The Senate on Thursday officially opened the impeachment trial against President Trump, formally accepting a pair of articles presented by House Democrats.
Seven House Democrats serving as prosecutors — handpicked a day earlier by Speaker Nancy Pelosi (D-Calif.) — solemnly walked together from the House chamber over to the Senate to present the articles of impeachment, in a similar ceremonial display to when they delivered them to the upper chamber the previous night. Stepping into the well of the Senate, House Intelligence Committee Chairman Adam Schiff (D-Calif.) read the resolution naming the seven House prosecutors or “impeachment managers” and informing the Senate that his chamber had charged Trump with high crimes and misdemeanors.
Schiff, the lead manager, then read the two articles of impeachment — abuse of power and obstruction of Congress — pertaining to Trump’s efforts to pressure Ukraine to launch investigations into Democrat Joe Biden and other political rivals.
The ceremony, filled with pomp and circumstance, marked the official handoff of the months-long impeachment process from the House to the Senate, which in the coming weeks will vote on whether to end Trump’s presidency.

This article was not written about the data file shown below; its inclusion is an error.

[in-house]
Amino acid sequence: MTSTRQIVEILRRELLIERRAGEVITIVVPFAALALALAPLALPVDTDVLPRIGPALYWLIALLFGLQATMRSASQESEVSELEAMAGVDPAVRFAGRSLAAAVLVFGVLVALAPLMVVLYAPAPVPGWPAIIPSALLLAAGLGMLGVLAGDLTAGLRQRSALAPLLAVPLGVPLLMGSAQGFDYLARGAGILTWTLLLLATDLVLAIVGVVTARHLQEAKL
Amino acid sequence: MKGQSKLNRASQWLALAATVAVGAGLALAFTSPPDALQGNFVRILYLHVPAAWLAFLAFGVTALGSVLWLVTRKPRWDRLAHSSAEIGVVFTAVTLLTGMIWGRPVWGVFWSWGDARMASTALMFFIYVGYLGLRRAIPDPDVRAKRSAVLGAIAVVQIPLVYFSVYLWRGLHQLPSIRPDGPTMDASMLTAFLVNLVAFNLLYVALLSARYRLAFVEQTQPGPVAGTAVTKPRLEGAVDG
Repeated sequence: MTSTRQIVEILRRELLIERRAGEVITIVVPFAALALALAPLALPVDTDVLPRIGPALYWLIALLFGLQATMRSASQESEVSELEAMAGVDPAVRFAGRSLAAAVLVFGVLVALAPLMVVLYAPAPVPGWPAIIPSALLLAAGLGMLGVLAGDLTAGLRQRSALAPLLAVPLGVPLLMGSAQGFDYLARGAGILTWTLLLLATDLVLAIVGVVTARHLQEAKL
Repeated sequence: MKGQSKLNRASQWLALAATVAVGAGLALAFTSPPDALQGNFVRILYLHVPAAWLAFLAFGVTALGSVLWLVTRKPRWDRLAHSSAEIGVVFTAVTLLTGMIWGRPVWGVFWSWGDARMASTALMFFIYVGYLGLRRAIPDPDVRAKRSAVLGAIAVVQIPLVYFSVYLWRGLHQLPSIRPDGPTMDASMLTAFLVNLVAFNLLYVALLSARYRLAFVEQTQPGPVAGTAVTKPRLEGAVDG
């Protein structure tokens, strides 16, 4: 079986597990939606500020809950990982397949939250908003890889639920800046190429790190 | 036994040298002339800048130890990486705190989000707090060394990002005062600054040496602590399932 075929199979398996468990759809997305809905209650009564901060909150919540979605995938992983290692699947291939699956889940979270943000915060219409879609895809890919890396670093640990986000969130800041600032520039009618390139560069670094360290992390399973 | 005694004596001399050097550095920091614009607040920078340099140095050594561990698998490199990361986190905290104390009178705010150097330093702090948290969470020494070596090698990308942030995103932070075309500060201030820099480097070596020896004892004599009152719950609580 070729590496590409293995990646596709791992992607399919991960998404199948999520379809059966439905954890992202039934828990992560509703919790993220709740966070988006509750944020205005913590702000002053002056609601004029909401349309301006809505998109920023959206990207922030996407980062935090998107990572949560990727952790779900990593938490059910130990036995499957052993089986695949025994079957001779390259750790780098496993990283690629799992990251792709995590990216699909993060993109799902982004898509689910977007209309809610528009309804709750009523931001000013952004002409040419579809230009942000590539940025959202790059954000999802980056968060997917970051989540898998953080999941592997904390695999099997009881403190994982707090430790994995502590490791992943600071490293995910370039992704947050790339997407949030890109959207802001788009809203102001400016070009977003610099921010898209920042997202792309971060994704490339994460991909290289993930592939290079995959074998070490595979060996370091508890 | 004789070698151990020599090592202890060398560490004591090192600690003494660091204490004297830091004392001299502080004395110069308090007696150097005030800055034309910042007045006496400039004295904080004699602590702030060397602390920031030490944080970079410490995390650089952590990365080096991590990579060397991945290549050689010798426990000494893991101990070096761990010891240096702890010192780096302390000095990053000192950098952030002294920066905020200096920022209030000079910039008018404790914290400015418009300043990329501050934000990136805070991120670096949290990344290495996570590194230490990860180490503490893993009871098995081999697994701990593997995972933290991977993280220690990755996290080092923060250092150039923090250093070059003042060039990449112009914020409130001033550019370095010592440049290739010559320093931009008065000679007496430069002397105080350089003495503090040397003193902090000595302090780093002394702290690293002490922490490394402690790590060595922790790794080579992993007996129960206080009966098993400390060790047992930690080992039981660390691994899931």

Later Thursday, Supreme Court Chief Justice John Roberts made the short drive across the street to the Senate, where he was sworn in to preside over the trial. Roberts was escorted to the Senate dais by a bipartisan quartet: Sens. Roy Blunt (R-Mo.), Patrick Leahy (D-Vt.), Lindsey Graham (R-S.C.) and Dianne Feinstein (D-Calif.).The chief justice then administered an oath to all of the senators, who pledged to uphold "impartial justice." The substance of the trial is expected to start Tuesday following the Martin Luther King Jr. holiday. It will begin with the Senate passing a resolution that establishes rules and procedures for the trial.